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    Review: Witness The Sheer Beauty That Is Miss Saigon

    Miss Saigon Review: ★★★★★

    On Wednesday the 24th of December I woke up with the intention of writing a review for the previous night’s performance of Miss Saigon. The next thing I know, I’m on my way into the heart of theatre land to see the production again, now for the sixth time.

    My family thought I was mad. My friends thought I was crazy. Even the box office at the Prince Edward Theatre looked at me with uncertainty as I arrived to pick up my second ticket for the show in under 24 hours. In fact, I similarly questioned myself as to why I was going again when there were many new pieces of theatre just waiting to be discovered. Then the helicopter roared, the overture started, and the lights came on, and I realised why I was there. It was the power of Miss Saigon.

    Miss Saigon tells the story of a Vietnamese bargirl named Kim, who falls in love with an American G.I., only to be later torn apart by the devastating fall of Saigon. The musical first took the world by storm in 1989, and had been revived in May to celebrate the show’s 25th anniversary. 

    I have yet to find a composer that can emotionally stamp their music onto my heart the way Claude-Michel Schönberg does with his beautiful score. From start to finish, my spine tingled with pure ecstasy as the music filled the theatre, complementing the emotive lyrics by Alain Boublil and Richard Maltby Jr with additional lyrics by Michael Mahler.

    Still, everybody knew Schönberg’s score was stunning, and everybody knew the story was captivating. The one factor that was going to make or break this revival was the casting. Well, Sir Cameron Mackintosh certainly didn’t disappoint. I can safely say that the cast are the best element of this new production. In fact, this Miss Saigon London production has the strongest cast I’ve ever seen live on stage.

    I’ve had the pleasure of seeing both Eva Noblezada and Tanya Manalang in the role of Kim, with the former performing twice a week as an alternate for the role. Both deliver tour de force performances and it would simply be impossible to choose a favourite. Whilst their portrayals differ, the two actresses play the part with such perfection and flawlessness that I urge everyone planning on seeing the show to book twice, simply so they can see both of these young ladies shine in the leading role.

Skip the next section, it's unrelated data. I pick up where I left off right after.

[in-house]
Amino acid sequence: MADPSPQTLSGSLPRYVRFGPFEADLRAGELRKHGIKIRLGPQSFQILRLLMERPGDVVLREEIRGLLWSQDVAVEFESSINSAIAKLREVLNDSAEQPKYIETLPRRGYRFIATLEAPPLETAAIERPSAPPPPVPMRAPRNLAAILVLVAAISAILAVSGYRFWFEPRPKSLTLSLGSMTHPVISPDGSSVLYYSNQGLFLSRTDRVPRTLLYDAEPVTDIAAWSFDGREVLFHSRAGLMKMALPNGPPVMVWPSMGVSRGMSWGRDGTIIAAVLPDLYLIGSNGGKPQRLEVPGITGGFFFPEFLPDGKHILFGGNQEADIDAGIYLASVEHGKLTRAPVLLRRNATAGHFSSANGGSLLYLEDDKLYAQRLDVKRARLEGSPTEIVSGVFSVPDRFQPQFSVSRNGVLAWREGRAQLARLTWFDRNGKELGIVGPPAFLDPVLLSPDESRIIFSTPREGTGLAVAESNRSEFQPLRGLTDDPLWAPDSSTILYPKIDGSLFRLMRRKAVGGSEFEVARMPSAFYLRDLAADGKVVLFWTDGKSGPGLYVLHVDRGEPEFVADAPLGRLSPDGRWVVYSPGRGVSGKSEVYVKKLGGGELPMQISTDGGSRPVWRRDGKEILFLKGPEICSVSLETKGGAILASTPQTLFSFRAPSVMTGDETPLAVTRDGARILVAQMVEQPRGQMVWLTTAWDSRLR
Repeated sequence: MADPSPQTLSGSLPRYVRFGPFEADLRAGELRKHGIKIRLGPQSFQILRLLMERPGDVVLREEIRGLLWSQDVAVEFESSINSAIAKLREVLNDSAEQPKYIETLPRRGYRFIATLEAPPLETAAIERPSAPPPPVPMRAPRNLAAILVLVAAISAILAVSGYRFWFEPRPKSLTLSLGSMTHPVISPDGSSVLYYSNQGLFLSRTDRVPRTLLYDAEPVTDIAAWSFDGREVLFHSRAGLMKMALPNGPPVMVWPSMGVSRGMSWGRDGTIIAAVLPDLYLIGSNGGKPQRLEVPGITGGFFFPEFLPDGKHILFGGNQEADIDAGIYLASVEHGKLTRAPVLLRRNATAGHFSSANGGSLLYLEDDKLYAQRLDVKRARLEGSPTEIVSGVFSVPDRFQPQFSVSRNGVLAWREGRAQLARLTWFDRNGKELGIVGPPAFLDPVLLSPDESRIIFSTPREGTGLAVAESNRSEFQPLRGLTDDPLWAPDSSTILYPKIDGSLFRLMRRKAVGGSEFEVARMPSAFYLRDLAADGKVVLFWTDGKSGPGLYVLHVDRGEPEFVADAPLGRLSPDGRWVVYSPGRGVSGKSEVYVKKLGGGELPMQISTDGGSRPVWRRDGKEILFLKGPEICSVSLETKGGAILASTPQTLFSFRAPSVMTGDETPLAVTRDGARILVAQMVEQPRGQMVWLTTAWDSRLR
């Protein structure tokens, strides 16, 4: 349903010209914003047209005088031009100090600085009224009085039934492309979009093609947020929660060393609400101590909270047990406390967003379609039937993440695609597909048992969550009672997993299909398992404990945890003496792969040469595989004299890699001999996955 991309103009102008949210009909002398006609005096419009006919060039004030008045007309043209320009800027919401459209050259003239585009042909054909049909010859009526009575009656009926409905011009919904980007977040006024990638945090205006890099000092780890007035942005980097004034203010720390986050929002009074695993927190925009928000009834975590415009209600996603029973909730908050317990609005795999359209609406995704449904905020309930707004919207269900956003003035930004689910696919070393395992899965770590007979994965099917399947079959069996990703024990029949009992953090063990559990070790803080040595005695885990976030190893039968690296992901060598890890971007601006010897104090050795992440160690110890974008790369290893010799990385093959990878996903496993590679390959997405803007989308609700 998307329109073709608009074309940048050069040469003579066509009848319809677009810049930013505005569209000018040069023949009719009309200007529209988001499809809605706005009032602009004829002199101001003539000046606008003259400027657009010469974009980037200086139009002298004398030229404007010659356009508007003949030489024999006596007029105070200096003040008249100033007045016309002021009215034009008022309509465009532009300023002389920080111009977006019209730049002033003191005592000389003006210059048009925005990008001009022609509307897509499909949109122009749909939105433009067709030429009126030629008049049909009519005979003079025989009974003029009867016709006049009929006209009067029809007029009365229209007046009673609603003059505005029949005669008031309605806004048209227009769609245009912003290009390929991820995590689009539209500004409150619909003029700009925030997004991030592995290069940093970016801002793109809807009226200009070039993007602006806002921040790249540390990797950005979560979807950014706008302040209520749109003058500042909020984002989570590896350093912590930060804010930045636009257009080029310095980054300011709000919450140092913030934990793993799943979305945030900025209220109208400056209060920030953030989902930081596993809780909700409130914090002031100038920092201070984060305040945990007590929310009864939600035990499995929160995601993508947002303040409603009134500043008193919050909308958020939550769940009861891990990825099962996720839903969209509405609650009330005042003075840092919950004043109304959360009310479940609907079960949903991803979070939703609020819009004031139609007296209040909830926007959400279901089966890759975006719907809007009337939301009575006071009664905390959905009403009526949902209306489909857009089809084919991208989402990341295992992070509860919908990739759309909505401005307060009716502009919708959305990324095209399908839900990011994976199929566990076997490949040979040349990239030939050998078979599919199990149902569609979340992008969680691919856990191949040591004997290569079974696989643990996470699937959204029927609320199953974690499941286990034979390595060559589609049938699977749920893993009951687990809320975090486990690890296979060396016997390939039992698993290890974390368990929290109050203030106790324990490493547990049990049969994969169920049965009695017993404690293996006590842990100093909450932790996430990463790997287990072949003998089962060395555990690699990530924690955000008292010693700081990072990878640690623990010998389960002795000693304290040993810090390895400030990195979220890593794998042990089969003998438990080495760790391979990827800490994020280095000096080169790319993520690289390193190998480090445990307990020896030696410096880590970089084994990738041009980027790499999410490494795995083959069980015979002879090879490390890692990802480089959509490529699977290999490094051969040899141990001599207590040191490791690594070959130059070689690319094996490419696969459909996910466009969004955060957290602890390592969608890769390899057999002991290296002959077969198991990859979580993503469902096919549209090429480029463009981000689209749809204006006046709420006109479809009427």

The musical is often looked upon as quite depressing, yet Jon Jon Briones performance as the Engineer provides the audience with plenty of humour whilst still maintaining the seriousness of the story. From appearing in the original 1989 cast at the Theatre Royal Drury Lane, to playing the Engineer globally and on tour, Briones has come full circle to play this legendary role in the current revival, and is a hit amongst fans and critics of the show. There will be no justice left in the world if he does not win ample awards for his tremendous performance.

    Alistair Brammer and Tamsin Carroll are superb in the roles of Chris and Ellen, delivering Schönberg’s score strikingly with their vocals. Similarly, Filipino star Rachelle Ann Go is breath-taking in the small but powerful role of Gigi, making her mark with her emotional performance of the song ‘Movie In My Mind’. Hugh Maynard – whom I was lucky enough to interview a few months ago (read the exclusive interview with Hugh Maynard here) – continues to give a terrific performance as John, especially with his show-stopping performance of ‘Bui Doi’, nailing the transition between immature soldier and responsible charity worker in the first and second act.

    For the last few occasions I’ve been lucky enough to watch Christian Ray Marbella’s performance as Thuy (understudying for Kwang-Ho Hong, who is sensational), and one can only hope he takes over the role permanently at some point in the future. His haunting portrayal made my spine tingle with chills, and I will certainly be returning to see him in the role again.

    However, the true stars of the show are the magnificent ensemble and swings, who keep the show moving at a fast pace with their slickness and energy, and deserve a lot more credit than they receive.

    This article is in no way a review. It is a plea. A plea to all people – theatregoers or not – to go and witness the sheer beauty that is Miss Saigon, currently running at The Prince Edward Theatre in London’s west end. If you haven't seen this incredible production yet, book your Miss Saigon tickets now!

    Miss Saigon Review: ★★★★★

    Reviewed by Jake Samson

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